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Just a Little Respect
Each generation has its own take on Workplace Etiquette

by Lynne Lancaster & David Stillman

Etiquette in the workplace used to revolve around one set of standard behaviors that newcomers would make it their business to learn. Today, though, what used to be reliable rules for behavior seem like shaky guidelines at best.

The problem, explains Perrin Cunningham, co-author of Business Etiquette for Dummies, is that there’s more than one version of the rules. “The reason the etiquette issue has gotten so out of hand is that every generation brings its own set of rules and behaviors, and nobody knows what’s standard anymore,” she says.

One etiquette school of thought maintains that the younger generations owe it to the older ones to learn the established rules and play by them. Another says it’s the job of the older ones to bend because, well … times are changing. The simplest solution presumably would be to determine which set of guidelines is the “right” one. But it’s not that easy.

Whose rules are best?
Traditionalists (born before 1946) and Baby Boomers (born 1946-1964) were raised to respect their elders, and that principle has guided them in their careers. For these groups, calling the boss “Mr.,” “Mrs.,” or “Ms.” acknowledges status and conveys deserved respect. To Generation Xers (born 1965-1981) and Millennials (born 1982-2000), such formalities seem stilted and unnecessarily hierarchical. How can they collaborate with someone—even when that someone is their boss—if they have to start each sentence with “Mr. So-and-So”? For younger workers, respect isn’t necessarily demonstrated through titles. It’s earned and shown through mutual respect and other forms of address.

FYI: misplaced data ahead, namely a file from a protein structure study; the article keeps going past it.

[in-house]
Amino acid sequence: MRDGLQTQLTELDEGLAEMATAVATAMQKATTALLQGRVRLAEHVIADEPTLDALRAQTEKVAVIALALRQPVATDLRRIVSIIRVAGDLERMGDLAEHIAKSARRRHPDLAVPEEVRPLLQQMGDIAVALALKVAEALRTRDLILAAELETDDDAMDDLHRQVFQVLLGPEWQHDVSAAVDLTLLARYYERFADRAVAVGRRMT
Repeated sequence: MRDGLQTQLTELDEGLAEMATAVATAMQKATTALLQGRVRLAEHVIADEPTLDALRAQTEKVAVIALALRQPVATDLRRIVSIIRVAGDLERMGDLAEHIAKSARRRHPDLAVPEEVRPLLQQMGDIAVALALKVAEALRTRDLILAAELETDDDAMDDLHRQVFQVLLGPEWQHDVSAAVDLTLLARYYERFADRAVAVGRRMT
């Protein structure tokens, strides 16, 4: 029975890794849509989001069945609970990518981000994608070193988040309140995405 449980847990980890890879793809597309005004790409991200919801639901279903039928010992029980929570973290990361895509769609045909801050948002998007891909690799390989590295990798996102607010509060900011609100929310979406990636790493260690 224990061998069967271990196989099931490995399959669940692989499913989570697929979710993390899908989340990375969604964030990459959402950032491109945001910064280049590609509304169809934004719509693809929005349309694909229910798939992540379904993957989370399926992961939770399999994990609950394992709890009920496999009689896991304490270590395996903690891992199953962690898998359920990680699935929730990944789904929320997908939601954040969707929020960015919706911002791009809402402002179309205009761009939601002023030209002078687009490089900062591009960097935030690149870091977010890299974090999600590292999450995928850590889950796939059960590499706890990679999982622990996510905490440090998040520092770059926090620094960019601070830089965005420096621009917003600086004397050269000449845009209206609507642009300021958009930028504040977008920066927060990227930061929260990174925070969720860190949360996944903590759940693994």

Who’s right? Perhaps they both are. There’s something to be said for each generation developing distinctive rules. Haven’t we learned from the diversity movement that different isn’t necessarily bad? If we apply that tenet to office etiquette, we’re less likely to offend—and less likely to be offended.

We’ve found that the biggest etiquette faux pas in the workplace occur in three areas—forms of address, telephone communications, and clothing. Here’s a familiar scenario: A Traditionalist manager hosted an expensive retirement dinner for his boss and was appalled when not a single Gen Xer bothered to dress up. Although the office dress code was casual, he assumed that everyone would know enough to dress well for this occasion, if only as a sign of respect for their leader.

Not every etiquette-challenged individual is under 40. The younger generations are victims of etiquette mishaps, too. In one case, a marketing team presented a new plan to a Traditionalist CEO. The youngest member of the team, an Xer, was very excited about the new strategy. But at the meeting, the CEO directed his remarks to the higher-level people in the room and failed to make eye contact with the Xer even once. She felt as though she was unimportant, and by the end of the meeting she’d lost her enthusiasm.

Some new guidelines
Rather than cling to a particular protocol, the best approach seems to be to adopt a big picture strategy in which the primary goal is to be more considerate of others. Managers need to “read” the etiquette rules of each generation to learn what makes others feel comfortable and respected. Here are some ways to develop this sensitivity: